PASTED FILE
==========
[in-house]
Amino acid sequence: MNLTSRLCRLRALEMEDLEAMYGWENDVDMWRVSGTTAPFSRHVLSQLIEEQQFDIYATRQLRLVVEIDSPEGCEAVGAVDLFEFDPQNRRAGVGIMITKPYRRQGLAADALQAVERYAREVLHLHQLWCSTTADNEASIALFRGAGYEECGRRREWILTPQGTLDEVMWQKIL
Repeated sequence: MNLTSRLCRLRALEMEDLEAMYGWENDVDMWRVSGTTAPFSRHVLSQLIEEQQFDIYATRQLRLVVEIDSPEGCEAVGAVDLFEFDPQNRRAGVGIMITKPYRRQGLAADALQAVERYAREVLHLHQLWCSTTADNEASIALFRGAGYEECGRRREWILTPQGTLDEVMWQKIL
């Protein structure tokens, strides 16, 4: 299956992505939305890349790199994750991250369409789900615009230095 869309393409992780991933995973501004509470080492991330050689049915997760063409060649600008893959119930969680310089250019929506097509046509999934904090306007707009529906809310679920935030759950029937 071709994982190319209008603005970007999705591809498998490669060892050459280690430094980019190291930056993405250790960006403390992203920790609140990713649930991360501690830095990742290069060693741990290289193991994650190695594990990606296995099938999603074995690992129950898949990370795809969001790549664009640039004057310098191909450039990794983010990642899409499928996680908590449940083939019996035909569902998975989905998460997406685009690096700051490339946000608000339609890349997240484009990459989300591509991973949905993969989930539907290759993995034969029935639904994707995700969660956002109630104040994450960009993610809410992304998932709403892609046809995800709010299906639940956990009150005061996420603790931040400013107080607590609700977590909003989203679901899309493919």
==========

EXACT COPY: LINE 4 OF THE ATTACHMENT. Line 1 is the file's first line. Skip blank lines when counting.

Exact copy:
């Protein structure tokens, strides 16, 4: 299956992505939305890349790199994750991250369409789900615009230095 869309393409992780991933995973501004509470080492991330050689049915997760063409060649600008893959119930969680310089250019929506097509046509999934904090306007707009529906809310679920935030759950029937 071709994982190319209008603005970007999705591809498998490669060892050459280690430094980019190291930056993405250790960006403390992203920790609140990713649930991360501690830095990742290069060693741990290289193991994650190695594990990606296995099938999603074995690992129950898949990370795809969001790549664009640039004057310098191909450039990794983010990642899409499928996680908590449940083939019996035909569902998975989905998460997406685009690096700051490339946000608000339609890349997240484009990459989300591509991973949905993969989930539907290759993995034969029935639904994707995700969660956002109630104040994450960009993610809410992304998932709403892609046809995800709010299906639940956990009150005061996420603790931040400013107080607590609700977590909003989203679901899309493919």